For those of us who work in higher education, the end of the winter teaching semester marks the beginning of conference season, when we have a chance to share our research with our colleagues and catch up on what they’ve been working on since we last met. Since I was on research leave this winter (which means I was released from teaching to focus on research), I took the opportunity to dig into some new research projects and was accepted to present on them at three different conferences. It made for a busy couple of months, but it was a great experience.
In March, I presented at the Press Freedom in Canada: A Status Report on the 30th Anniversary of the Charter of Rights and Freedoms conference at my alma mater, Ryerson University. It was a unique gathering in that it was a mix of journalists and journalism researchers as well as practising media lawyers and legal scholars, which made for some intriguing presentations and lively discussions. I presented a discourse analysis of how articles in The Globe and Mail and The Toronto Star frame the Harper government’s attitudes about press freedoms and transparency, which was well-received. Just last week I finished writing up a chapter about my research for a book the conference organizers hope to publish.
In May, I returned to Ryerson for the Literary Journalism: The Power and Promise of Story, the Seventh International Conference for Literary Journalism Studies. Literary journalism is something I’ve taught for years, so it was a great opportunity to meet with other profs from around the world who do the same thing. In North America, we tend to think of literary journalism as something that evolved in the 1960s in the US and is epitomized by the sort of writing you find in The New Yorker, so it was fascinating to hear a more international perspective both in terms of the history of literary journalism in different parts of the world and what contemporary literary journalism looks like in places as different as Norway and the Middle East. I presented a paper I’m writing about the similarities between literary journalism and the increasingly popular so-called “alternative” forms of ethnography, including autoethnography and public ethnography, and argued for greater cooperation across our disciplines.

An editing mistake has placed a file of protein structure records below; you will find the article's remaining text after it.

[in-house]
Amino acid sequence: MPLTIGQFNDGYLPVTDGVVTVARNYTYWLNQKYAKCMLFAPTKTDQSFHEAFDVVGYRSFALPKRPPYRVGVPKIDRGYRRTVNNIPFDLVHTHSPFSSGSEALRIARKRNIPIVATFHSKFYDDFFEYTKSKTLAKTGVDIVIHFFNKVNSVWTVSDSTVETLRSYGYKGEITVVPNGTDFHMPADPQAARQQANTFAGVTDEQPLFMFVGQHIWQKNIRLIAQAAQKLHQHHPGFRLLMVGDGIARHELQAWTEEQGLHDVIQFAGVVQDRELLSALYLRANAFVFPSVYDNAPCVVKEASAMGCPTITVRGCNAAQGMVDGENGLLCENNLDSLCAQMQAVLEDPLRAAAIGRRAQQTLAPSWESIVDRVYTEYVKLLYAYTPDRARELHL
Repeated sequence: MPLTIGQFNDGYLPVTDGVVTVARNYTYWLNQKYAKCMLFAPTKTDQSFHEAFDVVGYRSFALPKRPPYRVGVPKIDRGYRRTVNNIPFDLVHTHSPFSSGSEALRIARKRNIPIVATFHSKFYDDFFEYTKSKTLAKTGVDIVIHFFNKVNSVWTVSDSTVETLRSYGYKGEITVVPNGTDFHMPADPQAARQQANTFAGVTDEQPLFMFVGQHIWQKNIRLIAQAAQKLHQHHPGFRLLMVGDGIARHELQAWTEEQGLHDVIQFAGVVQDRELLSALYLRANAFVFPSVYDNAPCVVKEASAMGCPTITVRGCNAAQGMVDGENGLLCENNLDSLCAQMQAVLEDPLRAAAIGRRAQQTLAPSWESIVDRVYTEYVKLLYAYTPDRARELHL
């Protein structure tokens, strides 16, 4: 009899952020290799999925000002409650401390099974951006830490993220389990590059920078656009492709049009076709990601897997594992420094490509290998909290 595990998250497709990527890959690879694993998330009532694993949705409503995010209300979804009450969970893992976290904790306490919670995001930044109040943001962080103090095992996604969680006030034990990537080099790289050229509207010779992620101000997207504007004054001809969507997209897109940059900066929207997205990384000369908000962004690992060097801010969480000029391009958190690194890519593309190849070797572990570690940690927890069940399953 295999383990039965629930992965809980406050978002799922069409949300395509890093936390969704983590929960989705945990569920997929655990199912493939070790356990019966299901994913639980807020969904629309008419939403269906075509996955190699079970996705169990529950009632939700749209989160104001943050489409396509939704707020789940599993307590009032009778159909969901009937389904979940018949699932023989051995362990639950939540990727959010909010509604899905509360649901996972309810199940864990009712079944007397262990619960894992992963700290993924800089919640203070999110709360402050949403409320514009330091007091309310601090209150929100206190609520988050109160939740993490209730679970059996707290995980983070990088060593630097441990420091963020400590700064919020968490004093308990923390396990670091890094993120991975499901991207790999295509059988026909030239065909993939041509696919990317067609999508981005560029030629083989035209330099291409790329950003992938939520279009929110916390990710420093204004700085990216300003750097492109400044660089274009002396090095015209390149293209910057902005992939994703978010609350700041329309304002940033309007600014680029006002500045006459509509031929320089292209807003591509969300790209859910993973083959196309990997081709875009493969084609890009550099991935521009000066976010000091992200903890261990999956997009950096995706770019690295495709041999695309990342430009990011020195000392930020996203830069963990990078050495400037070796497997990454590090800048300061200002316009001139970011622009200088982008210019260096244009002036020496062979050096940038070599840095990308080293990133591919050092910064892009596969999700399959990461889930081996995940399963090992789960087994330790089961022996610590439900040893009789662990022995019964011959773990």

Then, last week, I travelled to the University of Waterloo for the Congress of Humanities and Social Sciences to present at the Canadian Communication Association. The CCA has had a journalism interest group with its own track of sessions and meetings for a few years now, so it’s the best chance I have all year of meeting other journalism profs from across the country. It’s always nice to see my far-flung colleagues and meet new ones and share ideas about our teaching practices. At this conference, I presented some research I’m doing with our first-year journalism students; essentially, I’m trying to understand them better and figure out what they think the role of journalism is and why they want to study it. The results are still fairly preliminary, but they’re quite interesting, so I’m looking forward to digging into them a bit deeper in the next few months.
After a busy couple of months, I’m happy to be back on campus again. But that won’t last long, because I’ll be attending the Association of Educators in Journalism and Mass Communication conference in Chicago in August, where I’m a finalist in the Great Ideas for (Journalism) Teachers program. Wish me luck!